Global Consumer Confidence Unchanged
Lack of momentum suggests increasing concerns about the durability of global consumer spending in 2020
Q4 2019 global consumer confidence was unchanged at 107, suggesting more optimistic than pessimistic consumers; however, out of 64 markets surveyed, 30 saw a decline in confidence
Concerns about future job prospects, which had already increased in Q3 2019, have begun to weigh on consumer sentiment about personal finances and spending intentions
While consumer confidence in North America and Asia-Pacific remains the highest, in China, Japan, and several Southeast Asian markets, confidence is under slightly greater strain
Consumer confidence in the Euro Area is well below 100, but remained unchanged relative to previous quarters; Confidence declined in Germany, Italy and Spain, but improved in France
NEW YORK, NY, January 16, 2020…The Conference Board® Global Consumer Confidence Index, conducted in collaboration with Nielsen, was unchanged in Q4 2019 at 107 (a reading of 100 or above is considered positive). The index has been relatively flat in recent quarters, despite hovering at historically high levels for more than a year.
“The continued lack of momentum in global consumer confidence raises concerns about the durability of consumer spending as a major source of growth in 2020,” says Bart van Ark, Chief Economist of The Conference Board. “While The Conference Board projects global economic growth to improve slightly to 2.5 percent in 2020—up from 2.3 percent in 2019—we should not take it for granted that consumer spending will continue to prop up the economy. Increased investment, an improvement in manufacturing production and trade, and more productivity growth are critical elements of a growth recovery.”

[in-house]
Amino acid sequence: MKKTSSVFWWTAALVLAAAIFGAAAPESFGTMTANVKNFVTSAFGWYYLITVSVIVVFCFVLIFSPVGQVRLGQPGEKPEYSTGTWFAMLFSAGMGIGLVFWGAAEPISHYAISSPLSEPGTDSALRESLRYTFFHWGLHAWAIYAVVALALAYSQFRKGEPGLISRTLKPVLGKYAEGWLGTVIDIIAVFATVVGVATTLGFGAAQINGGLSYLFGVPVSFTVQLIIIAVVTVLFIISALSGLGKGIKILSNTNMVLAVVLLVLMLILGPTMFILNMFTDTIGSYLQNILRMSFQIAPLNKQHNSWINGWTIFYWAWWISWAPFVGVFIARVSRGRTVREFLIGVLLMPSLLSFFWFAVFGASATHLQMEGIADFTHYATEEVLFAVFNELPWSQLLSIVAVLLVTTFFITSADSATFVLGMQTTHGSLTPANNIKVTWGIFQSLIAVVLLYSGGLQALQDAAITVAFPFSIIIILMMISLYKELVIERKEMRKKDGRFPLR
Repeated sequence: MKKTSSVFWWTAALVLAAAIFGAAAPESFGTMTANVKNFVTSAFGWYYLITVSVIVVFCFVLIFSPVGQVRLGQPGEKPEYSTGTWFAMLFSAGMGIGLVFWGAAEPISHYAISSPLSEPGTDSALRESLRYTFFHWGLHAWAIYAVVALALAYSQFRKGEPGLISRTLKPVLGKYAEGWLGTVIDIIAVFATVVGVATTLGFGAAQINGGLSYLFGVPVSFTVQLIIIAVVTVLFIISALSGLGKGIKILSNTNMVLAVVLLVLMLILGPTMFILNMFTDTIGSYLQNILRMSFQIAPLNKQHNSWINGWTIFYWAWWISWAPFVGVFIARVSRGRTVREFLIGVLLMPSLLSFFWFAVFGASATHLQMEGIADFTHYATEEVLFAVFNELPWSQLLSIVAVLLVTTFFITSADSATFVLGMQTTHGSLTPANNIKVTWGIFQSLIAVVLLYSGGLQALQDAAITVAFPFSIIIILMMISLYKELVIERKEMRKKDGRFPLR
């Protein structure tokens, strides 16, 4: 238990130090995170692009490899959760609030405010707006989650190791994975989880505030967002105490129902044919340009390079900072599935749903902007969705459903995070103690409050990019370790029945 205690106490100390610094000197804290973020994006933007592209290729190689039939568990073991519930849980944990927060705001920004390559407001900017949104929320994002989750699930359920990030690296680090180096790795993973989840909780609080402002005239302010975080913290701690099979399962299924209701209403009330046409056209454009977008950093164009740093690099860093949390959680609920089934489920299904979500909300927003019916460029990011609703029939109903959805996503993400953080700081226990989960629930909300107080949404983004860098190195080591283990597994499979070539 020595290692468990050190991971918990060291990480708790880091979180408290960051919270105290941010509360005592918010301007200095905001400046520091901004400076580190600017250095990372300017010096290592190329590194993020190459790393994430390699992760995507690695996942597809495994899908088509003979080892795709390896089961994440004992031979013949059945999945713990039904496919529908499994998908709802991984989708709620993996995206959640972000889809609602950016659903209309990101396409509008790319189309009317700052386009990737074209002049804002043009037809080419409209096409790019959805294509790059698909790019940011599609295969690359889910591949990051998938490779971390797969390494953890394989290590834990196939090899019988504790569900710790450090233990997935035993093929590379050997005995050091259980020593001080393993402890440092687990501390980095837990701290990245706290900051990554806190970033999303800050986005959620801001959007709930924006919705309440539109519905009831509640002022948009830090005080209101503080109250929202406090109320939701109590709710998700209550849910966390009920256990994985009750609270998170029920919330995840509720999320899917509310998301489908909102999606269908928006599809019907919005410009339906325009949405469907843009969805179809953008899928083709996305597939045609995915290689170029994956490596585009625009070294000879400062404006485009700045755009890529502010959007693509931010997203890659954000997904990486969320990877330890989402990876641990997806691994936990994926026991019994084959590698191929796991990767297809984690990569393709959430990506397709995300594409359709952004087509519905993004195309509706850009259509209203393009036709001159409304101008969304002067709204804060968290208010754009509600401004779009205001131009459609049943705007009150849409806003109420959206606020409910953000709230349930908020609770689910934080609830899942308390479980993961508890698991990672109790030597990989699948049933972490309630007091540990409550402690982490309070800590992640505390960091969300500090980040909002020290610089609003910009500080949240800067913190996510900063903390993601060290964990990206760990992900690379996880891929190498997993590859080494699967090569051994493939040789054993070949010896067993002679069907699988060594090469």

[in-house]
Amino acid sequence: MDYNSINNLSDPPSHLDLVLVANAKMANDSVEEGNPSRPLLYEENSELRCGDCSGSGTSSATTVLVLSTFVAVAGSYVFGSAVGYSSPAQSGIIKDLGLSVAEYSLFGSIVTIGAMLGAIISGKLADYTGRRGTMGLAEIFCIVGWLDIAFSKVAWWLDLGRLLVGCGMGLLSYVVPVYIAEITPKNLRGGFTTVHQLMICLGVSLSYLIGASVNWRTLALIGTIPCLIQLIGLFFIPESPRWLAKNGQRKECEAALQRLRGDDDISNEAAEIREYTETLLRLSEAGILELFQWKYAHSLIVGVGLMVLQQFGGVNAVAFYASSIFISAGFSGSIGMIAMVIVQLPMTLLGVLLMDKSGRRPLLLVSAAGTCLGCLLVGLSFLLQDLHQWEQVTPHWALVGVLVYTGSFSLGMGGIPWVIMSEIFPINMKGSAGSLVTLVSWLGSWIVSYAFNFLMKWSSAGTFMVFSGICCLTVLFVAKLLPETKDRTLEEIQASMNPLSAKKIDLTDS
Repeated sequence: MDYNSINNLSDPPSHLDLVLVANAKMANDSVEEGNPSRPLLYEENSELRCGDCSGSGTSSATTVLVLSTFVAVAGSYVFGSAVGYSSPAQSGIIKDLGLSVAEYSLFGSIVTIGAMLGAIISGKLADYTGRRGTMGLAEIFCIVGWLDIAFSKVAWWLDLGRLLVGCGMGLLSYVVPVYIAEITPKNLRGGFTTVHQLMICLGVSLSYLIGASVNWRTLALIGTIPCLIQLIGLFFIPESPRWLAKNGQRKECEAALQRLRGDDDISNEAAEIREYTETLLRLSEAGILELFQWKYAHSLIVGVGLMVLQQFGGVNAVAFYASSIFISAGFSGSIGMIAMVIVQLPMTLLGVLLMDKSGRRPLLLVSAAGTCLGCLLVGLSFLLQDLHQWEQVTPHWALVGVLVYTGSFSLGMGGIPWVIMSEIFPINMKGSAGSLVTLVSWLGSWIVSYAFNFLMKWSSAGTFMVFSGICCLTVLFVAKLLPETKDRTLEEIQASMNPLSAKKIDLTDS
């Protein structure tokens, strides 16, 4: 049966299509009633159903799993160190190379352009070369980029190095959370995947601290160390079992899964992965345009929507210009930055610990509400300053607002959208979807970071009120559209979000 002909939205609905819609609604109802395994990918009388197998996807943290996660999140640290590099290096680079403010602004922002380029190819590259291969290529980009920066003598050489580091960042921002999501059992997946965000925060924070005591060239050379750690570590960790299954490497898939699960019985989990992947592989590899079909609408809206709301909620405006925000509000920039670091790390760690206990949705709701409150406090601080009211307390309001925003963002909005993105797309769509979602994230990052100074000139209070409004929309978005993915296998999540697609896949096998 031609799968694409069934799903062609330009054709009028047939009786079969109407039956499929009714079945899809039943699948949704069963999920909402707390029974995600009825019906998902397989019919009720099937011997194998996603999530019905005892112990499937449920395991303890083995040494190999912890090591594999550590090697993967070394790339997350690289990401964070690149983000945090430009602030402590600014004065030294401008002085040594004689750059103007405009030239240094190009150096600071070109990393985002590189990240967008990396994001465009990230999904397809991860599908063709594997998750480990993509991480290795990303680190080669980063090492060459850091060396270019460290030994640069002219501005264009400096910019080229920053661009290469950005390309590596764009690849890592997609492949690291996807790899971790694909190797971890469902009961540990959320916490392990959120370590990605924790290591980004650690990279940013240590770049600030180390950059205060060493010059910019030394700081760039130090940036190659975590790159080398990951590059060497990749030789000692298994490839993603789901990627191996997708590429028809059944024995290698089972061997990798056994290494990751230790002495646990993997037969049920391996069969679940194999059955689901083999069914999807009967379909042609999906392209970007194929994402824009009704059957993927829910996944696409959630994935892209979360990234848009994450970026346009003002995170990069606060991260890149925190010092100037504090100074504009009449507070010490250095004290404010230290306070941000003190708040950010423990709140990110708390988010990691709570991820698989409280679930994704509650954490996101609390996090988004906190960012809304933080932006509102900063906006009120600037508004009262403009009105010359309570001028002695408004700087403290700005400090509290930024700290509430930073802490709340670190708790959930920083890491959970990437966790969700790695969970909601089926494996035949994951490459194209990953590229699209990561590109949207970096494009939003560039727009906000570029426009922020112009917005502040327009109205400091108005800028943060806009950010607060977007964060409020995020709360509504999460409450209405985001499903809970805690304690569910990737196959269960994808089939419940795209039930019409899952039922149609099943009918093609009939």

Out of 64 markets surveyed, 30 of them (14 emerging and 16 mature) saw a decline in consumer confidence (see table below). This is a slight improvement from last quarter, when 33 markets saw a decline (14 emerging and 19 mature). However, confidence weakened in several larger economies (including China, Germany, Japan, Mexico, Russia, and Turkey), offsetting gains in other regions.
Consumer confidence remains highest in Asia-Pacific and North America. However, while consumer confidence in the US modestly improved over the previous quarter, it weakened in several Asian markets, including those in China, Japan, and Southeast Asia. Consumer confidence in the Euro Area is well below 100 but remained unchanged relative to previous quarters. Confidence declined in Germany, Italy and Spain, but improved in France. Consumer confidence faces challenges in Latin America but has been strengthening in the Gulf Region.
Consumer Caution on the Rise
“Strong labor markets, rising wages, and low consumer price inflation supported consumer spending in 2019,” says Elizabeth Crofoot, Senior Economist, The Conference Board. “An intensification of concerns about job security and personal financial well-being, especially if combined with lingering geopolitical uncertainties, may erode consumers’ confidence in the economy and cause them to rein in their spending.”
Consumer concerns that the economy is in recession (in their market) have visibly increased in Asia-Pacific and Europe over the past year, but eased slightly in North America and Latin America. Labor markets are tightening in many economies, and the number of additional jobs created is slowing. This slower job growth is reflected in increasing consumer concerns about job prospects. Wages have not risen as rapidly as expected, and consumers, especially less affluent ones, are therefore slightly more concerned about personal finances. And while low inflation in most markets—but not all—makes this a good time to spend, such favorable conditions will not last forever.